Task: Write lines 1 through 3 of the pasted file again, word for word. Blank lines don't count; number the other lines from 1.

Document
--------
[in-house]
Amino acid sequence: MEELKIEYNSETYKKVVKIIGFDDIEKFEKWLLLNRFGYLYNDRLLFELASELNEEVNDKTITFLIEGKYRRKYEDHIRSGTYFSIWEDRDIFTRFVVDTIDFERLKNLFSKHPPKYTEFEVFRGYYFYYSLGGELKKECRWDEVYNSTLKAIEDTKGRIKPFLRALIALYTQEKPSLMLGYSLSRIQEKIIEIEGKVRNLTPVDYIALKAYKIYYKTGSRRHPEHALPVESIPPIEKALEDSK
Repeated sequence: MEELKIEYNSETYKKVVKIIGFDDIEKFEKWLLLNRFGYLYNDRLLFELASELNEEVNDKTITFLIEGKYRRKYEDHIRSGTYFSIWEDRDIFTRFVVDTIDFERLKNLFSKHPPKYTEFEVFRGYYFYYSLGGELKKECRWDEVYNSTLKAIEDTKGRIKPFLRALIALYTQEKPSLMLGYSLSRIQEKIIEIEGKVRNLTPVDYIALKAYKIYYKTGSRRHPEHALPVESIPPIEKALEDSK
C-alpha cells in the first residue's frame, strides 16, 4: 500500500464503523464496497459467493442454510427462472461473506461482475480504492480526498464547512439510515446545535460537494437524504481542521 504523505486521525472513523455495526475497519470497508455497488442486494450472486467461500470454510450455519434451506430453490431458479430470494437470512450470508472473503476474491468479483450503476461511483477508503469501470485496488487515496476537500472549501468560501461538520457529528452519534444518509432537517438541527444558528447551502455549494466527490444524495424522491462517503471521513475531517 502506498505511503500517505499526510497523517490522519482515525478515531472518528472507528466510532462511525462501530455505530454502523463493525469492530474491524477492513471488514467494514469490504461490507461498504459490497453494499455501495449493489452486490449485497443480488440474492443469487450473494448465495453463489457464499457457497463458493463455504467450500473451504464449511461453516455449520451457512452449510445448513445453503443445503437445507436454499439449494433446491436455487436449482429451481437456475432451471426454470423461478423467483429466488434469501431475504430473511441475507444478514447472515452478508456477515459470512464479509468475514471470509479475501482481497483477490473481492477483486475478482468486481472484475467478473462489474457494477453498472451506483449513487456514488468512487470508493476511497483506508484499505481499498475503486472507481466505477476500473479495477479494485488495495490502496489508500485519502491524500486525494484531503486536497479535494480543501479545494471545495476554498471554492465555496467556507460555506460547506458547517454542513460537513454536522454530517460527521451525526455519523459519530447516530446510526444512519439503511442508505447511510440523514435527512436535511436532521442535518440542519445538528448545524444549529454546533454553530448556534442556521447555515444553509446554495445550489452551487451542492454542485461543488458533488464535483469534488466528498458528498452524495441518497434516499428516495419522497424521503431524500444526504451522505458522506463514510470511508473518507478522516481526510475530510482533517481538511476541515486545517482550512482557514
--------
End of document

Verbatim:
[in-house]
Amino acid sequence: MEELKIEYNSETYKKVVKIIGFDDIEKFEKWLLLNRFGYLYNDRLLFELASELNEEVNDKTITFLIEGKYRRKYEDHIRSGTYFSIWEDRDIFTRFVVDTIDFERLKNLFSKHPPKYTEFEVFRGYYFYYSLGGELKKECRWDEVYNSTLKAIEDTKGRIKPFLRALIALYTQEKPSLMLGYSLSRIQEKIIEIEGKVRNLTPVDYIALKAYKIYYKTGSRRHPEHALPVESIPPIEKALEDSK
Repeated sequence: MEELKIEYNSETYKKVVKIIGFDDIEKFEKWLLLNRFGYLYNDRLLFELASELNEEVNDKTITFLIEGKYRRKYEDHIRSGTYFSIWEDRDIFTRFVVDTIDFERLKNLFSKHPPKYTEFEVFRGYYFYYSLGGELKKECRWDEVYNSTLKAIEDTKGRIKPFLRALIALYTQEKPSLMLGYSLSRIQEKIIEIEGKVRNLTPVDYIALKAYKIYYKTGSRRHPEHALPVESIPPIEKALEDSK